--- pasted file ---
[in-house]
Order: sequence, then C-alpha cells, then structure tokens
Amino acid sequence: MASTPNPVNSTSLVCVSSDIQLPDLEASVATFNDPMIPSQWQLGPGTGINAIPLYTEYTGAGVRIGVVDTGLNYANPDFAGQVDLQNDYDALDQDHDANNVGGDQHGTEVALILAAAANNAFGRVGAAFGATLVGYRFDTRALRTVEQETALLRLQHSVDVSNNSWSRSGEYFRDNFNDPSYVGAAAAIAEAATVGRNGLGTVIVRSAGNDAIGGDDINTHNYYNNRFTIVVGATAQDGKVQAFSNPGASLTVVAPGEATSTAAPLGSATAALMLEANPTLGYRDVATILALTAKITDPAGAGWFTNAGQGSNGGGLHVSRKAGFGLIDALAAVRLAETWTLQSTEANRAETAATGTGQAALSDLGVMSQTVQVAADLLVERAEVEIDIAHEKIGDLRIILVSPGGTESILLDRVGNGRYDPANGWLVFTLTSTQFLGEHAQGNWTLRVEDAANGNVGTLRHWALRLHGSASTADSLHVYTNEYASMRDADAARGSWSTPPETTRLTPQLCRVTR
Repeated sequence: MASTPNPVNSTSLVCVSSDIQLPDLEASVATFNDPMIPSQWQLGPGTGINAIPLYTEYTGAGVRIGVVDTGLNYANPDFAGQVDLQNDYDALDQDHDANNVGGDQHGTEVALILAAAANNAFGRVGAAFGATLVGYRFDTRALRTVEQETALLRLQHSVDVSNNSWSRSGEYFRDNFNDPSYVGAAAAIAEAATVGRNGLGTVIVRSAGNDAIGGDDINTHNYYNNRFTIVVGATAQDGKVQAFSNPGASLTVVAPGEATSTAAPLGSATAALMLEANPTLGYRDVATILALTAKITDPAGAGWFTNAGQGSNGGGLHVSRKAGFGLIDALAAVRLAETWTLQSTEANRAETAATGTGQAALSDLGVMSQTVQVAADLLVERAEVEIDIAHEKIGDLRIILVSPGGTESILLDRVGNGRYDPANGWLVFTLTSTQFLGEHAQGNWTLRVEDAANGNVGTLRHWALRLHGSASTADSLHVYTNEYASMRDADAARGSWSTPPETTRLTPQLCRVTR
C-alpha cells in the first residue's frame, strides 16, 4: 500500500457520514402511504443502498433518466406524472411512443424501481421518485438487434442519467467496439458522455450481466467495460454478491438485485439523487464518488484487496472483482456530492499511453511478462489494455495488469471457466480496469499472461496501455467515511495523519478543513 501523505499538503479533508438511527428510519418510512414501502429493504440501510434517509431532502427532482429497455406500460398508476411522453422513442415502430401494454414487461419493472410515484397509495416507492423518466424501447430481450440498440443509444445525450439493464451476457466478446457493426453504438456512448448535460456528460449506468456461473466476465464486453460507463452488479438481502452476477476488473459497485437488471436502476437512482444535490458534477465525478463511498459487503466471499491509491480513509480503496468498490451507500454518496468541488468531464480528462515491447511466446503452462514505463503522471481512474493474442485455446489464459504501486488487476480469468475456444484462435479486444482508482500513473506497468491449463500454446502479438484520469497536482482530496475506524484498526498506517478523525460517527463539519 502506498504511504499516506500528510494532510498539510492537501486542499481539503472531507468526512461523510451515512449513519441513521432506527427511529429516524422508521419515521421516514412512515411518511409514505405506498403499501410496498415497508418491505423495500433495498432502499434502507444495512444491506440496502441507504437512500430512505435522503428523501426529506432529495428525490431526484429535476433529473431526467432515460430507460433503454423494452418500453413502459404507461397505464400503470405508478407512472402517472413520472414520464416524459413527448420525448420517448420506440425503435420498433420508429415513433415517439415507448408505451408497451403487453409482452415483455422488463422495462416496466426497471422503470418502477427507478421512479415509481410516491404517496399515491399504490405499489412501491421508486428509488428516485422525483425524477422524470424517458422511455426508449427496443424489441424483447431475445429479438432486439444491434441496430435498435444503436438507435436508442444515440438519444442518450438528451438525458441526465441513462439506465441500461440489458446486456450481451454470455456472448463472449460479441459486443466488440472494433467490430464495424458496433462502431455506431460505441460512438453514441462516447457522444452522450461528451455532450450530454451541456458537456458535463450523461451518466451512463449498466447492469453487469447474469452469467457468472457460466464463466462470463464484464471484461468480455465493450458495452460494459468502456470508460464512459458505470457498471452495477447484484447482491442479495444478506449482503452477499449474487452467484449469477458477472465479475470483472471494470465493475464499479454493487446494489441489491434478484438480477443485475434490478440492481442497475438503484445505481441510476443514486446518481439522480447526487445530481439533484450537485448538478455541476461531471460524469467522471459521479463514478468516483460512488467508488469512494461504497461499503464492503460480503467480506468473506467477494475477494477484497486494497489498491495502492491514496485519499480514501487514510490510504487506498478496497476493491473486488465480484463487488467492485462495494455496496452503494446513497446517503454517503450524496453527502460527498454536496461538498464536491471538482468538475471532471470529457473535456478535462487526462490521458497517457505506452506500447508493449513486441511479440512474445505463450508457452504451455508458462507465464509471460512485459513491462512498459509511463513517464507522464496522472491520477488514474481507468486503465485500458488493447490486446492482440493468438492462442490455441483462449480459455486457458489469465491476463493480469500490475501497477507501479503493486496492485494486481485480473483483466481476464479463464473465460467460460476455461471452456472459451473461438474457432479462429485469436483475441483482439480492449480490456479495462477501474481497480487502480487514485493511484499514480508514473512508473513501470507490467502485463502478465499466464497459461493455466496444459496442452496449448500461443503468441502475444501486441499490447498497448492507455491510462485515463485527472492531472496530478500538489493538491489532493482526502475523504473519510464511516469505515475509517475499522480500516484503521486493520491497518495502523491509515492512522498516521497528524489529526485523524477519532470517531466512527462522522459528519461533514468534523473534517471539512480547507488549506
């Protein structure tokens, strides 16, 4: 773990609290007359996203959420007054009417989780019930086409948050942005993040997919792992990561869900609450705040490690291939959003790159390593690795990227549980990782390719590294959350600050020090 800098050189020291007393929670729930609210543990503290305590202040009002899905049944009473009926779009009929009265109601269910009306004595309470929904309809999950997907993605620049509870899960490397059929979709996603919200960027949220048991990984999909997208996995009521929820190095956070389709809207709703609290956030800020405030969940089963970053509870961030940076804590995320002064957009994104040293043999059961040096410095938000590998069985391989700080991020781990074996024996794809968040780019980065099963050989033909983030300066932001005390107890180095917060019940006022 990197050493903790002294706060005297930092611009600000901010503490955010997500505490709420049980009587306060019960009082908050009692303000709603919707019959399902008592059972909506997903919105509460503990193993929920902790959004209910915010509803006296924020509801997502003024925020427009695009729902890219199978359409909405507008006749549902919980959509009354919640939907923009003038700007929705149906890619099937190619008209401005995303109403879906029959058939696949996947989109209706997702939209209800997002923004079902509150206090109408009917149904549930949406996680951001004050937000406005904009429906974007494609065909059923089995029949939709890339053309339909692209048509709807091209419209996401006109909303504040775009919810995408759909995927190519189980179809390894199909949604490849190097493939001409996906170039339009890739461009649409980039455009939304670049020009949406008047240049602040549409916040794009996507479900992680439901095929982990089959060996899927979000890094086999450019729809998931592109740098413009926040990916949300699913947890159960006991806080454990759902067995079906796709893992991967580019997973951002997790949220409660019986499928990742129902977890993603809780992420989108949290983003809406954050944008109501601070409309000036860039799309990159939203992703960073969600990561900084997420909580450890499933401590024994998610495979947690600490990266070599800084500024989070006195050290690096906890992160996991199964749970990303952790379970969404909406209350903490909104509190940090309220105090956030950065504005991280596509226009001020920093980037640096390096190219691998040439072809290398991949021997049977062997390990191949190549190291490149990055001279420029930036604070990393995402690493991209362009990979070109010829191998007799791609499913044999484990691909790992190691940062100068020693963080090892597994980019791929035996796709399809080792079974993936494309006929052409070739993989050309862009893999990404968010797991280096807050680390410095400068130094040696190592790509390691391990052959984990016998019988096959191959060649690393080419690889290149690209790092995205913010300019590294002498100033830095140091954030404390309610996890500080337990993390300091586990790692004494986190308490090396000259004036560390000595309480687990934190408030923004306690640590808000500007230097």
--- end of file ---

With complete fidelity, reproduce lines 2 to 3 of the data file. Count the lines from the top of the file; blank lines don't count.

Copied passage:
Order: sequence, then C-alpha cells, then structure tokens
Amino acid sequence: MASTPNPVNSTSLVCVSSDIQLPDLEASVATFNDPMIPSQWQLGPGTGINAIPLYTEYTGAGVRIGVVDTGLNYANPDFAGQVDLQNDYDALDQDHDANNVGGDQHGTEVALILAAAANNAFGRVGAAFGATLVGYRFDTRALRTVEQETALLRLQHSVDVSNNSWSRSGEYFRDNFNDPSYVGAAAAIAEAATVGRNGLGTVIVRSAGNDAIGGDDINTHNYYNNRFTIVVGATAQDGKVQAFSNPGASLTVVAPGEATSTAAPLGSATAALMLEANPTLGYRDVATILALTAKITDPAGAGWFTNAGQGSNGGGLHVSRKAGFGLIDALAAVRLAETWTLQSTEANRAETAATGTGQAALSDLGVMSQTVQVAADLLVERAEVEIDIAHEKIGDLRIILVSPGGTESILLDRVGNGRYDPANGWLVFTLTSTQFLGEHAQGNWTLRVEDAANGNVGTLRHWALRLHGSASTADSLHVYTNEYASMRDADAARGSWSTPPETTRLTPQLCRVTR